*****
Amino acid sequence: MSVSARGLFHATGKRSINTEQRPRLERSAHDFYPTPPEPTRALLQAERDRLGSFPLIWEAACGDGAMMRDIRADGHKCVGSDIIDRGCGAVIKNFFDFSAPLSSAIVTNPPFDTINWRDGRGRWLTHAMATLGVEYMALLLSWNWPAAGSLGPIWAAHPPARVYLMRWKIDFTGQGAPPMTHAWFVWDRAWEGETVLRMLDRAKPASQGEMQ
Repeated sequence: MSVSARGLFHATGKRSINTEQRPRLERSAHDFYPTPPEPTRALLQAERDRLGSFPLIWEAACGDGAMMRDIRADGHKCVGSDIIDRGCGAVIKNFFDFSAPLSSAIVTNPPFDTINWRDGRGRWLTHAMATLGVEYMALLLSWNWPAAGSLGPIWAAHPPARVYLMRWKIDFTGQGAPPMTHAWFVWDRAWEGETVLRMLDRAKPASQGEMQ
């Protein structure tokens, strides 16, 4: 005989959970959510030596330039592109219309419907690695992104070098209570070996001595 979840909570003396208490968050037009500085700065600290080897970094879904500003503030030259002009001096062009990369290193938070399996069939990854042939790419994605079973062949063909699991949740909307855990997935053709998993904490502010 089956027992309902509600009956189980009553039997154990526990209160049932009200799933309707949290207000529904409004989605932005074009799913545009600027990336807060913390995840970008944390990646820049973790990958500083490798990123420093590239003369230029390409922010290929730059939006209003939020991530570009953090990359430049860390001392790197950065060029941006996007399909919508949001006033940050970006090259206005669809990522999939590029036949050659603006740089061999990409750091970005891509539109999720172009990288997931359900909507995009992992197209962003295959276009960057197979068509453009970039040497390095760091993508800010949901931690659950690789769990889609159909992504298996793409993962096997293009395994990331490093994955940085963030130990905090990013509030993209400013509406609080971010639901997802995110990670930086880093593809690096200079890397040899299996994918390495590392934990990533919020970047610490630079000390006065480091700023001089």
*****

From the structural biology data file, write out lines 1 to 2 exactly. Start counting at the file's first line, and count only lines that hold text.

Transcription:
Amino acid sequence: MSVSARGLFHATGKRSINTEQRPRLERSAHDFYPTPPEPTRALLQAERDRLGSFPLIWEAACGDGAMMRDIRADGHKCVGSDIIDRGCGAVIKNFFDFSAPLSSAIVTNPPFDTINWRDGRGRWLTHAMATLGVEYMALLLSWNWPAAGSLGPIWAAHPPARVYLMRWKIDFTGQGAPPMTHAWFVWDRAWEGETVLRMLDRAKPASQGEMQ
Repeated sequence: MSVSARGLFHATGKRSINTEQRPRLERSAHDFYPTPPEPTRALLQAERDRLGSFPLIWEAACGDGAMMRDIRADGHKCVGSDIIDRGCGAVIKNFFDFSAPLSSAIVTNPPFDTINWRDGRGRWLTHAMATLGVEYMALLLSWNWPAAGSLGPIWAAHPPARVYLMRWKIDFTGQGAPPMTHAWFVWDRAWEGETVLRMLDRAKPASQGEMQ